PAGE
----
ermine

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ermine,

name for a number of northern species of weaselweasel,
name for certain small, lithe, carnivorous mammals of the family Mustelidae (weasel family). Members of this family are generally characterized by long bodies and necks, short legs, small rounded ears, and medium to long tails.
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 having white coats in winter, and highly prized for their white fur. It most commonly refers to the white phase of Mustela erminea, called short-tailed weasel in North America and stoat in the Old World. The white pelts are made into wraps, coats, and trimmings. The black-tipped tails are used in the United States as ornament, and in Europe they were used with the ermine of royal robes.

Ermine

 

(Mustela erminea), a valuable fur-bearing animal of the family Mustelidae. In summer the fur is rusty brown and in winter, snow-white; the tip of the tail is black year-round. The male’s body is about 25 cm long (the female’s is somewhat shorter), and the tail reaches 10 cm.

The ermine is widely distributed in Europe, Asia, and North America; it is found in almost the entire territory of the USSR, from the coast of the Arctic Ocean to approximately the deserts of Middle Asia. The animal lives most often in river valleys, near lakes or reed thickets, but it is also found in forests, coppices, mines, and fields. Sometimes the ermine settles near human dwellings. It is extremely mobile: it swims and climbs trees. Its prey is usually murine rodents and small birds. Sometimes it attacks larger animals, such as the caper-caillie or rabbit.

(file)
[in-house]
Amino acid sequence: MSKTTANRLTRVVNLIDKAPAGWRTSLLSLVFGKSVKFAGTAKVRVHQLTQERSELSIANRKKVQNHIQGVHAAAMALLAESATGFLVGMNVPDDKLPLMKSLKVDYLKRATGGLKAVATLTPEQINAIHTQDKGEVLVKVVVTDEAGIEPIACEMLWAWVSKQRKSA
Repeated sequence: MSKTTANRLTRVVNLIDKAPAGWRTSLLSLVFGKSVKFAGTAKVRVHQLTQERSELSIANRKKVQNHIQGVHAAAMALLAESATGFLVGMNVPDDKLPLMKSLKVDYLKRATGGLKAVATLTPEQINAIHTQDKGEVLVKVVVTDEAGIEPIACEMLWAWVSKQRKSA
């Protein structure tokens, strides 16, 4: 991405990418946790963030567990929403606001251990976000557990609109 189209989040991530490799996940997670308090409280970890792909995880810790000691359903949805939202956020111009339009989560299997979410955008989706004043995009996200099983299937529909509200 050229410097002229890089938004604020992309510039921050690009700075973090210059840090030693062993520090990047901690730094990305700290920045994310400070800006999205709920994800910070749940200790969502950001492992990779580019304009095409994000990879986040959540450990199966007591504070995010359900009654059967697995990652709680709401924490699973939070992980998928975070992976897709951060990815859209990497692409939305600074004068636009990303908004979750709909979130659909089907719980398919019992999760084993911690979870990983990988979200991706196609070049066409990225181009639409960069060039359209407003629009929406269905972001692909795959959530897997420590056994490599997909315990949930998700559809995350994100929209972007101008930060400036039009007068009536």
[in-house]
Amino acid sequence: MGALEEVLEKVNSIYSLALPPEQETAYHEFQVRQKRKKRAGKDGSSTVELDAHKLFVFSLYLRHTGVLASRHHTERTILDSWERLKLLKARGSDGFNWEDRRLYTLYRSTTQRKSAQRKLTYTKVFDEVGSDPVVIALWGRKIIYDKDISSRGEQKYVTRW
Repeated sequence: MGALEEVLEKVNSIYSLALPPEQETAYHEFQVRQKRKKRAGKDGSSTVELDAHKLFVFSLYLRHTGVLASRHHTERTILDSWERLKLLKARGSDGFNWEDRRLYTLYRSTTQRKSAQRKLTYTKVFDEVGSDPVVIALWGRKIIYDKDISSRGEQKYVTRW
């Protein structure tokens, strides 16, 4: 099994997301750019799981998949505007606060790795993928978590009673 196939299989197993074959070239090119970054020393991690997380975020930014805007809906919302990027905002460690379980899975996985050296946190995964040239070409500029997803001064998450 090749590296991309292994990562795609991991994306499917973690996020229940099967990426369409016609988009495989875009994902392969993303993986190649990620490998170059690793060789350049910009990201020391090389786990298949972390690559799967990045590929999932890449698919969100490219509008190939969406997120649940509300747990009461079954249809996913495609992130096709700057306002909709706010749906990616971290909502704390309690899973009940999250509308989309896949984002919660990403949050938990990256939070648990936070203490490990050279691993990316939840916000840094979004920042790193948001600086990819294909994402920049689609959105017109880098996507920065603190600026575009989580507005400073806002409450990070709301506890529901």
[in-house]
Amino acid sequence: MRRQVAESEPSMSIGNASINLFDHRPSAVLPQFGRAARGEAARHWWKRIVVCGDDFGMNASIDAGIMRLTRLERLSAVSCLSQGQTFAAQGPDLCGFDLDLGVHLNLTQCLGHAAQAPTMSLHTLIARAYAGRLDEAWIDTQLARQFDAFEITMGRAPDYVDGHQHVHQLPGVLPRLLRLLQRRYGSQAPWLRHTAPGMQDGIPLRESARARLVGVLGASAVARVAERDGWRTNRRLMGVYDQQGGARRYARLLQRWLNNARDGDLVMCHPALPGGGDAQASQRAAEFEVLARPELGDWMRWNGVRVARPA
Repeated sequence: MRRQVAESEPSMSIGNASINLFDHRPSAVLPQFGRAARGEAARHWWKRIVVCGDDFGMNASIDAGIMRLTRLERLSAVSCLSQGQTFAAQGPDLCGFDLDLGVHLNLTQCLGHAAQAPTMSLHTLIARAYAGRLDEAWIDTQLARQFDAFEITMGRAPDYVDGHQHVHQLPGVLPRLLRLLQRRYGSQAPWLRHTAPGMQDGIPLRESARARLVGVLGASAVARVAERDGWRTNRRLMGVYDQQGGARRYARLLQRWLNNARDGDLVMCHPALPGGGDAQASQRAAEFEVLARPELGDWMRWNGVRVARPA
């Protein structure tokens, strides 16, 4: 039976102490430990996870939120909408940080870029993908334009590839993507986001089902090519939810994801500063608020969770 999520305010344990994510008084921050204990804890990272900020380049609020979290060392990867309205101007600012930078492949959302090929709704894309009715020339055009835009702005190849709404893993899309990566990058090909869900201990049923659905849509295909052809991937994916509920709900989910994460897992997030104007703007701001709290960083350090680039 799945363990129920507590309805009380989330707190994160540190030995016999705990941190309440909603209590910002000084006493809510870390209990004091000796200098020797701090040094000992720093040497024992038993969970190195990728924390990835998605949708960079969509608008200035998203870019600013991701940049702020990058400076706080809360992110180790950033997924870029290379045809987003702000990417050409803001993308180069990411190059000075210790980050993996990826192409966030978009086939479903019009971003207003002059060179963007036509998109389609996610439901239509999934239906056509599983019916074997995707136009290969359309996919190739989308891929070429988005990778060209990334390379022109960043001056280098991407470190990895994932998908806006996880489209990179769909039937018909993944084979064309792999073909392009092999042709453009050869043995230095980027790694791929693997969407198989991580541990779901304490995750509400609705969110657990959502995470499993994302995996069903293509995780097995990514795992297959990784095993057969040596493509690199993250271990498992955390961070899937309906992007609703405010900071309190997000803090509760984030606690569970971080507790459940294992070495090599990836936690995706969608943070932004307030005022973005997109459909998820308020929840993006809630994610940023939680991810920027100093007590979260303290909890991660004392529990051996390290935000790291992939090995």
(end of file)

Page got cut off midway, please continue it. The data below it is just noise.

The ermine mates during the second half of the summer, but the embryo begins to form at the end of the winter; the young are born in the spring. Ermines usually produce five to eight offspring (sometimes more). They are born blind and almost bare; their eyes open within approximately 30 days; by the end of the summer the young reach sexual maturity. In years when there are few rodents, the number of ermines decrease. They are useful in eradicating murine rodents. Ermines are hunted (their fur is used for decoration).

REFERENCE

Mlekopitaiushchie Sovetskogo Soiuza, vol. 2, part 1. Edited by V. G. Geptner and N. P. Naumov. Moscow, 1967.

ermine

fur which represents nobility. [Heraldry: Halberts, 13]
See: Dignity

ermine

winter stoat; said to die if whiteness is soiled. [Art: Hall, 115]

ermine

1. the stoat in northern regions, where it has a white winter coat with a black-tipped tail
2. the fur of this animal
3. the dignity or office of a judge, noble, or king
References in periodicals archive ?
Unfortunately for people trying to identify a spindle ermine moth, they are almost identical to the apple, but can be distinguished by the fact they eat spindle, not fruit trees.
This species is a major parasite of ermine moths in Europe (Junnikkala I960), causing relatively high percentage parasitism, ranging from 10 to 40% (Balachowsky 1966; Zayachavskas et al.
Forest Research Institute 1969) are known hosts of apple ermine moth.
In the early 1980s, the apple ermine moth was established in the Pacific Northwest area of the U.
Nearly all were Korean and Chinese Ageniaspis fuscicollis wasps, parasites of the apple ermine moth, received during the summer.
From Chinese apple orchards and lone trees, Pemberton gathered dry, mummified remains of ermine moth caterpillars.
Earlier, female wasps had laid their aggs inside ermine moth eggs.